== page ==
In her groundbreaking Affective Intellectuals and the Space of Catastrophe in the Americas, Judith Sierra-Rivera studies five different contexts of crisis: natural disasters in Mexico, forced displacements between Central America and the United States, a whitewashed transition to democracy in Chile, colonialism and wars in Puerto Rico, and racism and patriarchy in Cuba. All of these scenarios share the common ground of the neoliberal space of catastrophe, which also generates new groups and forms of resistance. Affective Intellectuals argues that a new kind of intellectual emerges from these contemporary configurations to speak and act guided by the stories and desires of those who have been systematically pushed out of the public sphere: indigenous peoples, Afro-descendants, immigrants, LGBTQ sexualities, and inhabitants of poverty.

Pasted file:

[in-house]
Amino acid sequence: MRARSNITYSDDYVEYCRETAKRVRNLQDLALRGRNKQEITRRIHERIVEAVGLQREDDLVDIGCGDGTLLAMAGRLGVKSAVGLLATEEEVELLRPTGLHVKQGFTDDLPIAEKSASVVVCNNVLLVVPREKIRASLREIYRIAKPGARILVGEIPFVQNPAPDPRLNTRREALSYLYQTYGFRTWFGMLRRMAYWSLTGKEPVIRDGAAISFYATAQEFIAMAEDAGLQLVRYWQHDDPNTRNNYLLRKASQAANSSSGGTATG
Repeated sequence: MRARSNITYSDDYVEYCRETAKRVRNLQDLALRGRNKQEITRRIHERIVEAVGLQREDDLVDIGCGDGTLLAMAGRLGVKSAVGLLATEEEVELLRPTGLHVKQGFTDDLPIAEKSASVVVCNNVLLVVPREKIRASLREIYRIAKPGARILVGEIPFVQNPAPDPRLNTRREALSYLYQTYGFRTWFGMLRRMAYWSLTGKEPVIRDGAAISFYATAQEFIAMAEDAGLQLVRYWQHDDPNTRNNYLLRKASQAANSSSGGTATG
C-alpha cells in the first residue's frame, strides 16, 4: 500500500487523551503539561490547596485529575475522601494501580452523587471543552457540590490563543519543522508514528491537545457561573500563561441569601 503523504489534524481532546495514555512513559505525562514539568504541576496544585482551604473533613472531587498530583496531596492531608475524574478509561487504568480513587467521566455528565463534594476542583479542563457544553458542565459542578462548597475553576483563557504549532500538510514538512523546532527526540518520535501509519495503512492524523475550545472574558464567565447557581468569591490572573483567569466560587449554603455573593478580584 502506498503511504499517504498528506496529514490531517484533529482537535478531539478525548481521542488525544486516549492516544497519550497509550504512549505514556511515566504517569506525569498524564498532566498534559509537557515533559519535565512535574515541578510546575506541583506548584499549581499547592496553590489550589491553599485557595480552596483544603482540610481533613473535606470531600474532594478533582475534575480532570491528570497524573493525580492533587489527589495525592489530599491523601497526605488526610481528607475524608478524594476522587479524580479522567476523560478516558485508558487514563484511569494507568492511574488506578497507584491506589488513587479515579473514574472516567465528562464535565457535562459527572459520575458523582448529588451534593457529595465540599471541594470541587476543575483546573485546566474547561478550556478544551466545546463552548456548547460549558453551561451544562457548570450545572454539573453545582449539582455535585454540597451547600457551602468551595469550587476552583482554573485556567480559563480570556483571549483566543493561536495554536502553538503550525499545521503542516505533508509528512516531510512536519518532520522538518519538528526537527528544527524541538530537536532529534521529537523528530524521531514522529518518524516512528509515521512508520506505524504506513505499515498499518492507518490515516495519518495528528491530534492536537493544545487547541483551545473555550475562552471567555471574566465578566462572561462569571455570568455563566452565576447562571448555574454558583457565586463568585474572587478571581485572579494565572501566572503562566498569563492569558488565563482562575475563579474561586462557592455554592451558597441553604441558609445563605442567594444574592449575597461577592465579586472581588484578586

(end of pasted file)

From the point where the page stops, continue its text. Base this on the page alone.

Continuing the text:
Pursuing this argument, Sierra-Rivera examines print, radio, and web materials by authors whose emotional discourses have also had a measurable impact on the formation of communities that demand their full political inclusion in society. This book therefore fills a significant gap in the study of the relationship between materiality (space and bodies), emotions, and the political imagination. Affective Intellectuals demonstrates that writers and intellectuals themselves are vital in reshaping their communities and fighting for social justice in the Hemispheric Americas.